AP Photo/Steve Helber
Holly Smith, now in her 30s, was forced into prostitution after running away from home at 14.
The New York City mayor's office recently helped launch a program to give legal assistance to victims of sex trafficking, and a woman in her 40s who endured years as a virtual slave appeared at its news conference.
That woman, who now goes by Kika Cerpa, survived an ugly crime that has started to get attention in America only in recent years. While many survivors come from impoverished circumstances, others, like Cerpa, had jobs before falling prey to sex traffickers. Some victims come from the U.S., while many others come from overseas. Their stories vary, but traffickers use some of the same tactics to control their victims.
"People are not programmed to have sex with multiple strangers [a day]," says Lori Cohen, a senior staff attorney for the advocacy group Sanctuary for Families , adding that trafficking victims sometimes must have sex with 60 men a day. "In order for somebody to do that, their defenses are broken down."
Kika Cerpa's Story
In Cerpa's case, she was kept in a basement by herself after arriving in America as a very young woman. She had been working in the accounting department of a hotel in her native Venezuela when she fell in love with a coworker, Cerpa told Business Insider in a recent telephone interview arranged by Sanctuary for Families.
That coworker introduced Cerpa to his cousin, Sandra, who promised her a job as nanny in the U.S. When Cerpa arrived in 1992, Sandra took her passport and her money.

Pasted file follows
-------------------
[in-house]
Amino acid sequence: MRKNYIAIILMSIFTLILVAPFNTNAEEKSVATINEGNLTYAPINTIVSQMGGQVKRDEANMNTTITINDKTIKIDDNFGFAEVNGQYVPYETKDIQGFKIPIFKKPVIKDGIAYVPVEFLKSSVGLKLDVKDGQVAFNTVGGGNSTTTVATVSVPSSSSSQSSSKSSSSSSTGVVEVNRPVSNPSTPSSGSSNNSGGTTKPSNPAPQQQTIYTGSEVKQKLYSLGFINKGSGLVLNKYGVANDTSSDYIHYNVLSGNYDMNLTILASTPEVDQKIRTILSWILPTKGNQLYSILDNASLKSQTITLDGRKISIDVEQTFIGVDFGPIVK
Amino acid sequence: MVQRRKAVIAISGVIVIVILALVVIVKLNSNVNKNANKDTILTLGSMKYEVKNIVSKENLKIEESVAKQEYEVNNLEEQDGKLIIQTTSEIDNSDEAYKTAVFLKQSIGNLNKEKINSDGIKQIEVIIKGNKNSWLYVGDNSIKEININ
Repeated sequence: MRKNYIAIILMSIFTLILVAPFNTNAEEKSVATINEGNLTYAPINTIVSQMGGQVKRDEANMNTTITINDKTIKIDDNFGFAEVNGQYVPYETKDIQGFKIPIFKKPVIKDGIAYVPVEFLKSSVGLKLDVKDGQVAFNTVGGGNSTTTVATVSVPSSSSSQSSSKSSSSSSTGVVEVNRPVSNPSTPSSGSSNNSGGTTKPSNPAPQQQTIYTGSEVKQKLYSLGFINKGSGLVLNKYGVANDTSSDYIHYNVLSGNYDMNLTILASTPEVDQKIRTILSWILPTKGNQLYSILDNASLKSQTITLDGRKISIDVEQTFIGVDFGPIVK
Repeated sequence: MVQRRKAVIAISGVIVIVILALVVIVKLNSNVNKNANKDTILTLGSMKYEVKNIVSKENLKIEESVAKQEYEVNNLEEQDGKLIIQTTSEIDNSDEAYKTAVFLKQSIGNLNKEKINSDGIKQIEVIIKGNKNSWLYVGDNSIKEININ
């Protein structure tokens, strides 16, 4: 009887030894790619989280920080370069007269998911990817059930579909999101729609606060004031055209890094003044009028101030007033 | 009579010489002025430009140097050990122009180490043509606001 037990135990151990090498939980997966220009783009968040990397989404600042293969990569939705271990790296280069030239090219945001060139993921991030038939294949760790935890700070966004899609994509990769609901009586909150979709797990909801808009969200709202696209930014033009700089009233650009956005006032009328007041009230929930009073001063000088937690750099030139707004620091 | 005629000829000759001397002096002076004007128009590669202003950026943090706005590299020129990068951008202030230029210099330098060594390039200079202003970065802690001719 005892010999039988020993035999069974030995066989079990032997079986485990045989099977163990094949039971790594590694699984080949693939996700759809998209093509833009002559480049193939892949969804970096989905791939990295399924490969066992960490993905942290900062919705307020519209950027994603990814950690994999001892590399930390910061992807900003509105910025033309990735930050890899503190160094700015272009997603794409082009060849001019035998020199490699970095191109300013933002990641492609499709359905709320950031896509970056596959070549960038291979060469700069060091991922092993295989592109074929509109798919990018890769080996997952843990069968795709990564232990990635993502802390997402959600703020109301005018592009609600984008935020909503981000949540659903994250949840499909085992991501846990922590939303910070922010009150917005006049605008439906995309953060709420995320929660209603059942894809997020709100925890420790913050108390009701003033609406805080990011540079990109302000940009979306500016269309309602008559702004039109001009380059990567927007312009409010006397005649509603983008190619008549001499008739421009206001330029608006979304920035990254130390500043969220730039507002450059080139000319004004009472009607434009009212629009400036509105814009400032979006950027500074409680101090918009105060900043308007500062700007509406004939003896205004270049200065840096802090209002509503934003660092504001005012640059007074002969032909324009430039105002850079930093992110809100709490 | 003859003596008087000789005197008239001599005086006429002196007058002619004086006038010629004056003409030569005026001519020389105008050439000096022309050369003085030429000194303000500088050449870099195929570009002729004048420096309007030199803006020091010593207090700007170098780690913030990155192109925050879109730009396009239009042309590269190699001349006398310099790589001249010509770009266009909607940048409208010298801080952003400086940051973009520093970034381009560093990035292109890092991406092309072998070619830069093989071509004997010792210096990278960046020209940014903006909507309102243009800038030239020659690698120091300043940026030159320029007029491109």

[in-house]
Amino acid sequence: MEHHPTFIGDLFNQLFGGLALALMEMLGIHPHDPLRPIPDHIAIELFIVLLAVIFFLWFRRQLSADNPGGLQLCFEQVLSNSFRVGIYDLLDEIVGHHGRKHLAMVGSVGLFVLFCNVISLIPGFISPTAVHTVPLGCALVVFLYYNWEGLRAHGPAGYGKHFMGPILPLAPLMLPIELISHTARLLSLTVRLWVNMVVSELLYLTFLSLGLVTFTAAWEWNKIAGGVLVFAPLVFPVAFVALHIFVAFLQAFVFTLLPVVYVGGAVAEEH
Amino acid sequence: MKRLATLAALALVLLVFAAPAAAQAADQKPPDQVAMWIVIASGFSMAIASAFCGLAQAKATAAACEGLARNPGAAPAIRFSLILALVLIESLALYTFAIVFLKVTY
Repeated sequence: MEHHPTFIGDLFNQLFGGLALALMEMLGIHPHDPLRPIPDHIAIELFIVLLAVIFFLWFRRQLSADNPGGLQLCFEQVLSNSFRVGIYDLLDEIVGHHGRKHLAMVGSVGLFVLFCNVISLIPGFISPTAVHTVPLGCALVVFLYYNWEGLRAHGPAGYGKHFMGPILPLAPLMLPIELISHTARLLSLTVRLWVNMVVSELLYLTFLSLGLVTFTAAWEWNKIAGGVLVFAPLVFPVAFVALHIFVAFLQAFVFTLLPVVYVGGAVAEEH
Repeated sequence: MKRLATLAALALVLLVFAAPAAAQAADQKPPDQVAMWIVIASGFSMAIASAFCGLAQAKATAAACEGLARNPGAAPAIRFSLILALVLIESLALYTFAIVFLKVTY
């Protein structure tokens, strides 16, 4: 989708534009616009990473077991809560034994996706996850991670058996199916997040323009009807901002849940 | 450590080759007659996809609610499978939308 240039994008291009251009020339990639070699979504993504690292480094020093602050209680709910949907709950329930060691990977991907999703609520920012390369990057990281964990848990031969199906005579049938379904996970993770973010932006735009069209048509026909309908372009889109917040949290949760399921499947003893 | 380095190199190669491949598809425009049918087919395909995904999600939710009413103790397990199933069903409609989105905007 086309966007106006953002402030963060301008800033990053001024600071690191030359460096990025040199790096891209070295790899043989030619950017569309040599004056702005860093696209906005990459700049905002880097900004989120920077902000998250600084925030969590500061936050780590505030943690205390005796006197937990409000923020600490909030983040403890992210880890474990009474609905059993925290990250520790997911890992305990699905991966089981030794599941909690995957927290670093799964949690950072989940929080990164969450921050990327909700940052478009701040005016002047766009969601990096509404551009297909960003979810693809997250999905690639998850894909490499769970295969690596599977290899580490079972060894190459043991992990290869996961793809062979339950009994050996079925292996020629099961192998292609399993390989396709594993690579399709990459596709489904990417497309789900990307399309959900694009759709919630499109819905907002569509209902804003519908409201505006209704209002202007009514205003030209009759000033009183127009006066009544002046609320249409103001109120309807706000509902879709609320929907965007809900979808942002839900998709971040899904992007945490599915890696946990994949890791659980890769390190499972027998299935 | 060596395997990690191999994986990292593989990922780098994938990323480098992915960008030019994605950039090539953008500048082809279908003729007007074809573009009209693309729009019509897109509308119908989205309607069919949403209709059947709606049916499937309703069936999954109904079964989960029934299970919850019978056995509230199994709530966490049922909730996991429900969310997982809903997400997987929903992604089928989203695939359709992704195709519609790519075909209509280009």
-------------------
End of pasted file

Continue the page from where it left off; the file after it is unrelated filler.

"She said to me my boyfriend owed her money," Cerpa said, "and the only way I could pay it off was working."
The next day, Sandra took her to a brothel in Jackson Heights, Queens (a popular neighborhood for young professionals), where Cerpa ended up sleeping with 20 men. Sandra pocketed the $12 Cerpa made from each customer. For a year, Cerpa lived under Sandra's thumb and in her house.
"I wasn't allowed to leave the house on my own. I wasn't allowed to eat," Cerpa said, adding that most of the time Sandra would actually feed her.
At one point, Cerpa managed to escape. She slept on the train for a night but didn't know where to go after that. She returned to the brothel where Sandra had been taking her. The pimp there said he would give her a place to sleep, but he continued funneling the money she made back to Sandra — who still had her passport. Cerpa was stuck.
Both the Justice Department and the FBI have stepped up their efforts to combat human trafficking, a crime that seems difficult to fathom in a country that ended slavery nearly 150 years ago. As the FBI says on its website: "It's sad but true: here in this country, people are being bought, sold, and smuggled like modern-day slaves."
Under U.S. law it's illegal to coerce "a person's labor, services, or commercial sex acts."
"The coercion can be subtle or overt, physical or psychological," the DOJ says, "but it must be used to coerce a victim into performing labor, services, or commercial sex acts." (There is no need to prove coercion in trafficking cases involving minors, because they cannot legally give consent.)
From 2009 to 2011, the Justice Department brought an average of 24 forced labor cases every year. U.S. prosecutors have gone after human traffickers who kept victims in suburban mansions, sweat shops, brothels, strip clubs, and bars. In one recent case, a 33-year-old pimp in Washington State was indicted for allegedly beating and threatening two women into working as prostitutes.
“She never understood specifically why he assaulted her but recounted that she felt ‘lower’ each time he did,” a detective said in charging papers quoted by the Seattle Post-Intelligencer.